Notice that last statement: "May they look after themselves with ease." You're not saying that you're going to be there for all beings all the time. And most beings would be happier knowing that they could depend on themselves rather than having to depend on you. I once heard a Dharma teacher say that he wouldn't want to live in a world where there was no suffering because then he wouldn't be able to express his compassion — which when you think about it, is an extremely selfish wish. He needs other people to suffer so he can feel good about expressing his compassion? A better attitude would be, "May all beings be happy. May they be able to look after themselves with ease." That way they can have the happiness of independence and self-reliance.


Householder Sarah, interested,

Do Buddhists adhere to the Western concept of “Boundaries” to protect oneself?"

No, not a little do faithful followers adhere to modern and western concepts of protection. The only but firm uphold boarder and protection is Sila and what ever can be given in this frame, would be given. Meaning not harming others with ones gift and not harming oneself by violating the precepts. That's the border, the protection of the wise to be open to let go and give without limits.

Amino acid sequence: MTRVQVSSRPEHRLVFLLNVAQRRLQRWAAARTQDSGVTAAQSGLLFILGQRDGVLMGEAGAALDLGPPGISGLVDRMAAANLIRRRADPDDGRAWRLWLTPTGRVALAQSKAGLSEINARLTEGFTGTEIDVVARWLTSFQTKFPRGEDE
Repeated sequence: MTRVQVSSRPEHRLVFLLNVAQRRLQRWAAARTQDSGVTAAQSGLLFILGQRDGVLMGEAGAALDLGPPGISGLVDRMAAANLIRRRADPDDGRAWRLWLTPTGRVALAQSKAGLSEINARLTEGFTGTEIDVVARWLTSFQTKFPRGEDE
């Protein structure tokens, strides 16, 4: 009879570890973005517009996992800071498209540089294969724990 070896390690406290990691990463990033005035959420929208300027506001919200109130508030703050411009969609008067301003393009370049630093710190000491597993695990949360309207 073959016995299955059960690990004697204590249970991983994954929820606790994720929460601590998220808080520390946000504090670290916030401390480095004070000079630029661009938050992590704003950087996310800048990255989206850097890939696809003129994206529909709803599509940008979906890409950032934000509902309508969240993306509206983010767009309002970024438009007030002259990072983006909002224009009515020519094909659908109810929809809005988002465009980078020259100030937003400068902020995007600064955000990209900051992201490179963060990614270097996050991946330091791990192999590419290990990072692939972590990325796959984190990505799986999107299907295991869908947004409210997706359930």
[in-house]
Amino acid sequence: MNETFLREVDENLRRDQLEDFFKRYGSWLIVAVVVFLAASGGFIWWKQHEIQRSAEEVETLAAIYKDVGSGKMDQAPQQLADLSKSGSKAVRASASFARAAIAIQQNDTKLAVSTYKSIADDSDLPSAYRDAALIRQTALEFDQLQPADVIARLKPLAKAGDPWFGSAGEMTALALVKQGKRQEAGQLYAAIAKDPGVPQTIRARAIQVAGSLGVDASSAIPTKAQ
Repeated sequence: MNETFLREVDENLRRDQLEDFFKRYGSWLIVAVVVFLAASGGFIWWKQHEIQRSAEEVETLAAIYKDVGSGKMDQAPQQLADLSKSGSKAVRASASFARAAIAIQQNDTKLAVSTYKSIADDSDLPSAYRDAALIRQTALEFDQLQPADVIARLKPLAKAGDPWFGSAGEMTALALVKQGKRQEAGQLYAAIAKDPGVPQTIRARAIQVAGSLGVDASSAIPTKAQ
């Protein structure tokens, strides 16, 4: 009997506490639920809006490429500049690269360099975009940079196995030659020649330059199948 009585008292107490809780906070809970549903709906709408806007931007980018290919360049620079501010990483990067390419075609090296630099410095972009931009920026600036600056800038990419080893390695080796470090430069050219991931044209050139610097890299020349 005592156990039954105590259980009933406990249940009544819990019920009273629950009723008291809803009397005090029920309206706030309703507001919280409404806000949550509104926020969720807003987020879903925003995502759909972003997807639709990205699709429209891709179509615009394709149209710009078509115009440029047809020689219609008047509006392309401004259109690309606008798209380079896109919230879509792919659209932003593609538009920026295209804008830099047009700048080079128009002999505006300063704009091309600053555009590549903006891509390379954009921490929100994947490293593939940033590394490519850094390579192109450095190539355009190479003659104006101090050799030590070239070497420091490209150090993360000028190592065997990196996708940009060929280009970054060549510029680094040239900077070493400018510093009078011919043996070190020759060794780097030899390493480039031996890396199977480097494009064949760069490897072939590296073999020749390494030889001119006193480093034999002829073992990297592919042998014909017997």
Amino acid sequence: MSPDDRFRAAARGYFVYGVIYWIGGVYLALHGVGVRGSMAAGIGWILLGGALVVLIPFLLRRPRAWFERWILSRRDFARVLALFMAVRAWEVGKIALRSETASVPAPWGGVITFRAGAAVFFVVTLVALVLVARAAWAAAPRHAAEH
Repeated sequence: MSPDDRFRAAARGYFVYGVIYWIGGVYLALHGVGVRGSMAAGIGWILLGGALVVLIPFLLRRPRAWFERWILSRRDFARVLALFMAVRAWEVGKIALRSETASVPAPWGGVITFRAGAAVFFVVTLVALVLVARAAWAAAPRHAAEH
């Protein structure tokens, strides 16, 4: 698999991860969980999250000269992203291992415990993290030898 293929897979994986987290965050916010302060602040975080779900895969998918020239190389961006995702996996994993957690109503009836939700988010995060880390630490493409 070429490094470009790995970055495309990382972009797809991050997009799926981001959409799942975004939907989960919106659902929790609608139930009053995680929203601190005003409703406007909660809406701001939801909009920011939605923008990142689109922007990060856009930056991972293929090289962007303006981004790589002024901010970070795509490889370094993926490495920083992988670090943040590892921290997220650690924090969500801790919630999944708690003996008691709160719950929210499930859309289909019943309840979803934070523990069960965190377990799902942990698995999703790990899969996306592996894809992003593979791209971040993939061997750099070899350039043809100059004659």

Sarah's first question met the parami (Perfection: qualities that lead to awakening) metta & kanti, this here is about the pāramī generosity, which comes after reaching integrity and before, as an outward practice, the path.

The path of the Noble Ones is gone to get out of all boundaries and the more one is able to give and share, abounds all kinds of maccharia, the more one would be able to gain access, path and fruits. For one incapable to let go of stinginess not even Jhana can be accepted.

To avoid disadvantages, like no proper use of ones gifts, the wise encourage to give in the five proper seasons, leaded by virtuous people who stick to precepts (good Brahmans, monks, the Sangha). Giving to ordinary people, for the most, is a matter of duty and gratitude (Sila) in ones relation that one wishes to maintain.

When it is said "Let one not neglect one's own welfare for the sake of another, however great. Clearly understanding one's own welfare, let one be intent upon the good.", it puts exactly there, since there is no benefit and good for oneself aside doing merits, letting go. Generosity is ones help, Sila the boundary that protects one for harm oneself.

When a house is on fire
the vessel salvaged
is the one that will be of use,
    not the one left there to burn.

So when the world is on fire
with aging and death,
one should salvage [one's wealth] by giving:
    what's given is well salvaged.

What's given bears fruit as pleasure.
What isn't given does not:
    thieves take it away, or kings;
    it gets burnt by fire or lost.

Then in the end